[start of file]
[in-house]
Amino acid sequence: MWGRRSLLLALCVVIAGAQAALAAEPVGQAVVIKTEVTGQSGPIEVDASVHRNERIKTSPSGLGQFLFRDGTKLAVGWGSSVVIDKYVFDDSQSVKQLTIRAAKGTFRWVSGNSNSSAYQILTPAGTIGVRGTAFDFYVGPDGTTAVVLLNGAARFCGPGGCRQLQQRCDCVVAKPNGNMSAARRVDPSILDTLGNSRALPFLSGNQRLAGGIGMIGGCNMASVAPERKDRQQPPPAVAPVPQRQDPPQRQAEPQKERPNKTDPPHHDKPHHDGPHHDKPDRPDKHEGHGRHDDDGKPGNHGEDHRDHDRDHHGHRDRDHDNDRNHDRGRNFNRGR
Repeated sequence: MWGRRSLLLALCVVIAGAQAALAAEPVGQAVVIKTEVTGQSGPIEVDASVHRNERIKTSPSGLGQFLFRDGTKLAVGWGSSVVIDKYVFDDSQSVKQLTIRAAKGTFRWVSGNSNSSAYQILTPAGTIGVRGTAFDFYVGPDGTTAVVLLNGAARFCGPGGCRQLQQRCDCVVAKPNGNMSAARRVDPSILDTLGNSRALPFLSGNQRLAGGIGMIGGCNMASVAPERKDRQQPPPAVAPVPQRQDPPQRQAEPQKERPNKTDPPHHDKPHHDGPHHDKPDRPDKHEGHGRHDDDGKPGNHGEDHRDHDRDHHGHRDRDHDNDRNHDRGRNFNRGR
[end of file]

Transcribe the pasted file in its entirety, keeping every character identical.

[in-house]
Amino acid sequence: MWGRRSLLLALCVVIAGAQAALAAEPVGQAVVIKTEVTGQSGPIEVDASVHRNERIKTSPSGLGQFLFRDGTKLAVGWGSSVVIDKYVFDDSQSVKQLTIRAAKGTFRWVSGNSNSSAYQILTPAGTIGVRGTAFDFYVGPDGTTAVVLLNGAARFCGPGGCRQLQQRCDCVVAKPNGNMSAARRVDPSILDTLGNSRALPFLSGNQRLAGGIGMIGGCNMASVAPERKDRQQPPPAVAPVPQRQDPPQRQAEPQKERPNKTDPPHHDKPHHDGPHHDKPDRPDKHEGHGRHDDDGKPGNHGEDHRDHDRDHHGHRDRDHDNDRNHDRGRNFNRGR
Repeated sequence: MWGRRSLLLALCVVIAGAQAALAAEPVGQAVVIKTEVTGQSGPIEVDASVHRNERIKTSPSGLGQFLFRDGTKLAVGWGSSVVIDKYVFDDSQSVKQLTIRAAKGTFRWVSGNSNSSAYQILTPAGTIGVRGTAFDFYVGPDGTTAVVLLNGAARFCGPGGCRQLQQRCDCVVAKPNGNMSAARRVDPSILDTLGNSRALPFLSGNQRLAGGIGMIGGCNMASVAPERKDRQQPPPAVAPVPQRQDPPQRQAEPQKERPNKTDPPHHDKPHHDGPHHDKPDRPDKHEGHGRHDDDGKPGNHGEDHRDHDRDHHGHRDRDHDNDRNHDRGRNFNRGR